Game Story: Kannapolis at Hickory April 14

Dillon Tate was masterful and the lineup backed him with five runs early, which sent the Hickory Crawdads onto a 6-1 win over the Kannapolis Intimidators Thursday night in the home-opener at L.P. Frans Stadium.

The Crawdads moved to 7-1 on the season with four of the wins coming against their in-state rivals. Kannapolis dropped to 3-5.

Hickory got on the board in the first as Eric Jenkins and Yeyson Yrizarri both doubled in the inning. In the second, Darius Day slapped a single into center to score Ti’Quan Forbes and Chuck Moorman. Later, Jenkins singled, moved to second on a balk and scored on Andy Ibanez’s single.

Frandy De La Rosa hit his second pro homer as he lifted a Zach Thompson fastball into the wind and out to left field to make it 5-0.

That was more than enough for Tate (1-0), who shutout the Intimidators over six innings. He allowed four hits and struck out ten batters.

Joe Palumbo relieved Tate in the seventh and added five strikeouts over the final three innings for his first career save.

Kannapolis scored its only run against Palumbo in the eighth as Corey Zangari singled in Landon Lassiter, who with three hits passed Andy Ibanez in the South Atlantic League’s early batting title chase.

Hickory accounted for its final margin with a run in the eighth as Forbes fly ball to center scored LaDarious Clark.

Thompson took the loss for the Intimidators, as he allowed five runs on eight hits and walked two over 3.1 innings.

 

The sticks:

Piling up 13 hits as a team, all nine Crawdads hitters had at least one hit with Jenkins, Ibanez, De La Rosa and Moorman all had two hits.

“When they can all stick their finger in the Kool Aid, that’s good every night,” said Crawdads manager Steve Mintz. “ I’m just happy with the way that we played tonight.“

Tate said that while the early runs didn’t necessarily help him relax on the mound, as much as it gave him a mentality to battle along with his teammates.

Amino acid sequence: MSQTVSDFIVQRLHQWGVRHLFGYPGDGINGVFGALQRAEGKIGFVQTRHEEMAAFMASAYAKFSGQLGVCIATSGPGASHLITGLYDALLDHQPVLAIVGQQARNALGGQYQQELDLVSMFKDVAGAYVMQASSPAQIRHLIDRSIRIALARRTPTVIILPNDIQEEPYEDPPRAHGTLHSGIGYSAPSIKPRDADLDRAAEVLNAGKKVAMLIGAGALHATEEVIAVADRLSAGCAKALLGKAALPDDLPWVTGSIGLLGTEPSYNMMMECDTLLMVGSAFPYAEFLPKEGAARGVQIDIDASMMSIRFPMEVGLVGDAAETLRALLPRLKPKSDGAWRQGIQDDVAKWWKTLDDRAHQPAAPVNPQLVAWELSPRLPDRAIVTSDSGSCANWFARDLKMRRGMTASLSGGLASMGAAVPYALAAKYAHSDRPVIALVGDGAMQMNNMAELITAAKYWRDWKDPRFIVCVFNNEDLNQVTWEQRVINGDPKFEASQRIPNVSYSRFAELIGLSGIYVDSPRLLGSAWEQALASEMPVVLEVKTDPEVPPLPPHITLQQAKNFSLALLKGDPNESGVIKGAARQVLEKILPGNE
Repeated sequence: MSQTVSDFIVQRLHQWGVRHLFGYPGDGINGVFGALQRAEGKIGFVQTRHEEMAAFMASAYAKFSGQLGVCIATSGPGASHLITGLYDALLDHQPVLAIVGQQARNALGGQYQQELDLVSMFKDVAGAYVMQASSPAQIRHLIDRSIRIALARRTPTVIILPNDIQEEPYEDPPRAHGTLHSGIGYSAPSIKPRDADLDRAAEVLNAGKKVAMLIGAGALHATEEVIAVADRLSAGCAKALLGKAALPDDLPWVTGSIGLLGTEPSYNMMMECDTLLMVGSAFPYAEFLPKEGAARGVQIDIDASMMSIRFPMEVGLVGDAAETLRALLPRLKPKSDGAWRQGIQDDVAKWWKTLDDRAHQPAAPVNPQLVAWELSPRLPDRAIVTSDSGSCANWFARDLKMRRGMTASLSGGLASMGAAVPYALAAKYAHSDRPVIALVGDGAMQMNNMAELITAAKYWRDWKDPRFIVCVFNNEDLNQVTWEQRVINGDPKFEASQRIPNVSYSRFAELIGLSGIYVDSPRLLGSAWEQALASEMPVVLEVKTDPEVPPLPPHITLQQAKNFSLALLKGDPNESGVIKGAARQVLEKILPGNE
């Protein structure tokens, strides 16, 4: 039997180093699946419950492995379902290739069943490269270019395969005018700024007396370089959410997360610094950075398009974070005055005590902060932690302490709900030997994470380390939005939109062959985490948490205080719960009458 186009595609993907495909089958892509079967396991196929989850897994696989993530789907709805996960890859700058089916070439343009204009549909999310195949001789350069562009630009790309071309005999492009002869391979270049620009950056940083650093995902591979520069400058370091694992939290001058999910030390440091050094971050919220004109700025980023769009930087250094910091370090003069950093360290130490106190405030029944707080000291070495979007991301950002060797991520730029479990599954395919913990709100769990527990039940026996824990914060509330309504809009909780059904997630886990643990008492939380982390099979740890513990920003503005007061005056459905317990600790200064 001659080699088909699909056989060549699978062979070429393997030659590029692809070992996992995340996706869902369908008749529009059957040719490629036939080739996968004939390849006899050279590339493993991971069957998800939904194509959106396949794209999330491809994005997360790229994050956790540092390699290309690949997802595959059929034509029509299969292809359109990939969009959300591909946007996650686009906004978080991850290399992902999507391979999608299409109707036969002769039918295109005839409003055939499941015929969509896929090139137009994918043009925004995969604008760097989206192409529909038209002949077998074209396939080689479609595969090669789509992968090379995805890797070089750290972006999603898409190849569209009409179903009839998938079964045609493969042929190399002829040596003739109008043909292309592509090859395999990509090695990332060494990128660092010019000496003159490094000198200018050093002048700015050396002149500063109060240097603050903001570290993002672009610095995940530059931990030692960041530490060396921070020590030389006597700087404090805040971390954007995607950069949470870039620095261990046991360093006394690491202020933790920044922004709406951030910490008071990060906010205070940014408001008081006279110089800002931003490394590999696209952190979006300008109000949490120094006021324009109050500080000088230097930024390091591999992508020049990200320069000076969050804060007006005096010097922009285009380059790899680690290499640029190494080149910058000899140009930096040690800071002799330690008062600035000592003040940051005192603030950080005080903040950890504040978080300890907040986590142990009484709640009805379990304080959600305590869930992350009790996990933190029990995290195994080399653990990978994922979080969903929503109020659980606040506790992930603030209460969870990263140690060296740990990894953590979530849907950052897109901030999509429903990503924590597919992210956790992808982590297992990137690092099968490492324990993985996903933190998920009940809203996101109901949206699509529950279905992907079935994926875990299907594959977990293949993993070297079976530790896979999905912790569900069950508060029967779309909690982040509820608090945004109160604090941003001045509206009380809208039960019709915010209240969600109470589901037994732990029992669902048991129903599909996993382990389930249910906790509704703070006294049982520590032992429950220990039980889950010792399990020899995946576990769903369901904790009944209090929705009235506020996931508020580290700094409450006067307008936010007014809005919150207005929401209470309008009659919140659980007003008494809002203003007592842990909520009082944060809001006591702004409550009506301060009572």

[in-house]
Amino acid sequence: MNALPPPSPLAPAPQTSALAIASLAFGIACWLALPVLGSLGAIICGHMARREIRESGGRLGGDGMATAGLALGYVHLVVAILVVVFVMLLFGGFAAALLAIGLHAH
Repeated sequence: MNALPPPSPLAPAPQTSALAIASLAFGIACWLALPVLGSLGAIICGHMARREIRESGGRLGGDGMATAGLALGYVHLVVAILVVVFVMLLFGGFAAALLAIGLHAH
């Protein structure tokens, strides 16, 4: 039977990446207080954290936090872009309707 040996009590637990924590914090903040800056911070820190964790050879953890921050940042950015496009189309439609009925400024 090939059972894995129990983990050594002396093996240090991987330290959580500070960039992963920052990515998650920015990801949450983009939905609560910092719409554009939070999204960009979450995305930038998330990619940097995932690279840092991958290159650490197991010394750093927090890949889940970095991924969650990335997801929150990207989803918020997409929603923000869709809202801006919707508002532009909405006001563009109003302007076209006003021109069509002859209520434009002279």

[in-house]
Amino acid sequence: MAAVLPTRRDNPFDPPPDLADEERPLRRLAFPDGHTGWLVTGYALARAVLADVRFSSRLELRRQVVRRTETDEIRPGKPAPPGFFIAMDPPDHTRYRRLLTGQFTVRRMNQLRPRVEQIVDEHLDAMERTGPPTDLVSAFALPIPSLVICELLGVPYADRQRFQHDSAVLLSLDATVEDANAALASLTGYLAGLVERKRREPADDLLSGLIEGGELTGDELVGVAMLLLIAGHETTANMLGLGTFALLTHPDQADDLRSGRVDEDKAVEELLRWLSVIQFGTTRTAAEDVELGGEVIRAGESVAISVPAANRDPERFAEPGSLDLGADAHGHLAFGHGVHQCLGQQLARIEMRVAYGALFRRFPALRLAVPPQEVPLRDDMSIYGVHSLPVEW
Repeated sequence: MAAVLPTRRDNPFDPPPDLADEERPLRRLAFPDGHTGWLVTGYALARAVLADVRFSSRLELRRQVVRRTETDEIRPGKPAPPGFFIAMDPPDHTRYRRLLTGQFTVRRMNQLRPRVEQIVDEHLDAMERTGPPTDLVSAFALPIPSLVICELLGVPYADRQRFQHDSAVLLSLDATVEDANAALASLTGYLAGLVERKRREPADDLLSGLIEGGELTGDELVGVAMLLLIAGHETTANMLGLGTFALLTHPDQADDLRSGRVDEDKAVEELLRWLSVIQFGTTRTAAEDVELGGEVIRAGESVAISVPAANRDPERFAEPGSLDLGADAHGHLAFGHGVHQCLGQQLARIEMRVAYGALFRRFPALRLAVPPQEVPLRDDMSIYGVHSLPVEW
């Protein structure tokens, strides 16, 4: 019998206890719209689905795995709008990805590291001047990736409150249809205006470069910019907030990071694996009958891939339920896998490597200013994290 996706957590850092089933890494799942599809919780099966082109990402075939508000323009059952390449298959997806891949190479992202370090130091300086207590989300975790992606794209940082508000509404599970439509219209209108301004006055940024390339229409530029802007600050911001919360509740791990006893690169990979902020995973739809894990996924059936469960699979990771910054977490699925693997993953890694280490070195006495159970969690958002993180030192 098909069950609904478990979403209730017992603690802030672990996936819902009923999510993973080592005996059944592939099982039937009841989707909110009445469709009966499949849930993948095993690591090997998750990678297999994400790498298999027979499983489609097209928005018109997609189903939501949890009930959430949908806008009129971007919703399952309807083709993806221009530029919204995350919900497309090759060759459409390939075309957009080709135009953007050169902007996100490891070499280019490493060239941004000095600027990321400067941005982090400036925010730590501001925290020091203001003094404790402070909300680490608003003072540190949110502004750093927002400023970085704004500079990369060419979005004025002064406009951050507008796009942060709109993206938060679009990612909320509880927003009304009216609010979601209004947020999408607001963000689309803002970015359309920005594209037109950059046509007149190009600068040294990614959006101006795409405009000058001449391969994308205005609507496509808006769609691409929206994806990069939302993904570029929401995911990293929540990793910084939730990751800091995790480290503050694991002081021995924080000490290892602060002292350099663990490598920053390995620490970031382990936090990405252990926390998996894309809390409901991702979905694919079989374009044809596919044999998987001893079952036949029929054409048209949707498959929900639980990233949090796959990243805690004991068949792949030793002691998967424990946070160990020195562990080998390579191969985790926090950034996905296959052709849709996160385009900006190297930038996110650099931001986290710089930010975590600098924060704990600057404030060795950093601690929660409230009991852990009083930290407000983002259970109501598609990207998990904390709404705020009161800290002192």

“It’s just the way the hitters are going about their business at the plate,” said Tate. “I see them grinding away. Our hitters are attacking their pitchers. When I see that, it makes me want to attack the hitters a little bit more, because I see my guys really going after them. They’re fighting for me and I fight for them. It’s just a cycle and a lot of pushing each other in a good way.”

Got a chance to really watch Yeyson Yrizarri hit for the first time without distraction. The first thing I notice is just how quick his hands are in turning on inside fastballs. He got out quickly on an inside fastball in the first and ripped it down in the line and into the LF corner. He almost repeated the same in the third.

Eric Jenkins looks more comfortable at the plate. He sent a first-pitch fastball over the head of CF Louis Silverio in the first. One inning later, he pulled a fastball into right.

De La Rosa put together an inside-out swing on a fastball that was enough to get it into the jet-stream wind and over the fence in left-center.

Good situational hitting by Day to get two runs in the second. He put enough on a Thompson fastball away to squirt it past the drawn-in infield and into center.

 

The mound:

It was thought that Tate would use and develop his changeup more this season, but honestly, once Tate established firm command of his fastball, the secondary pitches weren’t needed. Tate was in the mid-90s much of the night, topping out at 97. After Landon Lassiter singled to end an eight-pitch at bat to start the game, Tate retired the next 12 hitters.